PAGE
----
Newly-laid sod takes work to get its roots established, so it’s uncommon that after installation, sod turns brown — unless there are key factors. Learn the main reasons why your new sod is turning brown and some easy, quick fixes to restore it.
Why Sod Turns Brown After Being Laid
There are four reasons why your sod may be turning brown, but keep in mind, you can’t treat new sod like you would established grass. Although laid as if it’s finished, your lawn needs extra attention for the first month or, more, so the roots can establish themselves in the soil beneath.
Not Enough Water
The key reason why lawns turn brown is that they’re thirsty. Areas where sod is wilting or turning brown, indicate that it’s not getting enough water. New sod must get plenty of water to establish its roots. Typically, you water fresh grass at least twice a day (more often if hot) for at least a week to two weeks. Water needs to soak the soil for a depth of at least ½ inch. After the first monthly, cut back watering to once or twice a week, so it moistens the soil to 1 inch of water a week.
Fed Too Soon
Unlike established grass that needs fertilizing, new sod does not for at least 30-60 days after installation. Because the root system is shallow, it won’t absorb the nutrients, so the nitrogen leaches into the soil and burns the grass; this can cause brown patches. To repair these damaged areas, water the sod to dilute the nitrogen levels in the soil, also helping to prevent browning of new growth.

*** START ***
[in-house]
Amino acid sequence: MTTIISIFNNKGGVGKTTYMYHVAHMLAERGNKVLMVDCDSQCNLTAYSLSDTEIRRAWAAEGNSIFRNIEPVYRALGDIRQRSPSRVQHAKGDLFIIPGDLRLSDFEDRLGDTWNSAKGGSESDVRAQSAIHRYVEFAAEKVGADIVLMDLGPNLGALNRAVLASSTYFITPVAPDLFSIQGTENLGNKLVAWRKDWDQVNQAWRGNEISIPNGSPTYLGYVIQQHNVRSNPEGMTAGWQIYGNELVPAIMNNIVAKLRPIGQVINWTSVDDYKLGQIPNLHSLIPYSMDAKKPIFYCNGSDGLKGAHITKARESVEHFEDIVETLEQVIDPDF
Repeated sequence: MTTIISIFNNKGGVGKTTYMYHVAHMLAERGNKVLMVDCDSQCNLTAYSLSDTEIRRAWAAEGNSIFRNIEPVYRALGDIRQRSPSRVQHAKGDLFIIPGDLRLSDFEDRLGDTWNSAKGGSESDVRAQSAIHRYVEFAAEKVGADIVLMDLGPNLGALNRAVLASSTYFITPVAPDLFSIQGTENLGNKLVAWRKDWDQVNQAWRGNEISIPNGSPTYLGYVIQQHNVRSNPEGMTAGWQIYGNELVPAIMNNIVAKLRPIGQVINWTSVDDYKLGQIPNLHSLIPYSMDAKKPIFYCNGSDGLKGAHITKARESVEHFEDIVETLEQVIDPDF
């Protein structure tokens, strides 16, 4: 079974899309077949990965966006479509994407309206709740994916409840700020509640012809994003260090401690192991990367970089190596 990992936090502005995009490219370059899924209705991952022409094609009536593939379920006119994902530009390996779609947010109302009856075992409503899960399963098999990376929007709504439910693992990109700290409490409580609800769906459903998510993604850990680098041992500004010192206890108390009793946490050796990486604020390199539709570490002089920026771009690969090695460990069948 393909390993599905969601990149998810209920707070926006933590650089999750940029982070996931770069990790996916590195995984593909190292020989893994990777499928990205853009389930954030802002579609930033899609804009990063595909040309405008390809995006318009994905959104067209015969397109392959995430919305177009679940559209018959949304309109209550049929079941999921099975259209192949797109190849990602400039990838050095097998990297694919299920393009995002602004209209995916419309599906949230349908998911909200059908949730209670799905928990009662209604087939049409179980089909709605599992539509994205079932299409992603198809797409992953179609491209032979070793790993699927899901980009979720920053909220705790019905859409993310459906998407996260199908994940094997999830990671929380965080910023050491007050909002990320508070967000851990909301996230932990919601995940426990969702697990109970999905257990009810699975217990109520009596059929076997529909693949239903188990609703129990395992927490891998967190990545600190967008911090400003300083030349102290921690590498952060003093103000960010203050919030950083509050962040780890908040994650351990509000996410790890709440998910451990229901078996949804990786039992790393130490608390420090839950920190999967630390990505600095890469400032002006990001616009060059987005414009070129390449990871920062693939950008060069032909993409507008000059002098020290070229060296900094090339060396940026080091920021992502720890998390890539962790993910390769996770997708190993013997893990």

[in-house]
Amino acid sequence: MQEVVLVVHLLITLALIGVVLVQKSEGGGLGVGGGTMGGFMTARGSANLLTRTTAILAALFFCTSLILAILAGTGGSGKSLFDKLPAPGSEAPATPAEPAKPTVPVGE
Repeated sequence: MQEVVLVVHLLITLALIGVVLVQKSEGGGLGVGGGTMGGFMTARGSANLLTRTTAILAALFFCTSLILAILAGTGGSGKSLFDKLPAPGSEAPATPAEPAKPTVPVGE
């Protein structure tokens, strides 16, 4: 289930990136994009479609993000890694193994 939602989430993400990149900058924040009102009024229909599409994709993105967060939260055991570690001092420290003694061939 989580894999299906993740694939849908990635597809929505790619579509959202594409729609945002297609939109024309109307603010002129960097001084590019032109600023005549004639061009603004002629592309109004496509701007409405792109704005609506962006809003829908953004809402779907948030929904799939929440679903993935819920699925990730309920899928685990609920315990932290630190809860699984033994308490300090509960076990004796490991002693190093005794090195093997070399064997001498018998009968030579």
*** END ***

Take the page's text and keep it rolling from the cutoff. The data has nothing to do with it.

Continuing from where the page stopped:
New sod needs to make good contact with the soil beneath. Air pockets can form between the roots and soil if the soil settles after installation. This means the roots aren’t able to take up water or nutrients, and the grass turns brown. Pull the sod where it’s brown and fill it beneath with new soil. Press the sod back into place firmly, so all parts have good contact with the soil. Water the area well, and once roots establish in the soil, new growth should be green.
Sod that turns brown can also be the result of compaction of the soil underneath. If this is the case, it’s because the soil is hard or compacted, which allows the water to sheet away from the sod’s roots instead of soaking into the soil. Fix the problem by pulling the browned sod up and poke holes in the soil with a screwdriver. This aerates the soil and ensures the water soaks in instead of flowing away. Press the sod back down firmly. Water the area thoroughly.
Need Help? Contact Monarch Sod
For more information on new sod installation and care, please contact us at (801) 390-5927. If you need new sod, rest assured we have high-quality, fresh blends that give you a beautiful, lush lawn. We offer fast and easy service to Utah and Salt Lake Counties, so call us today.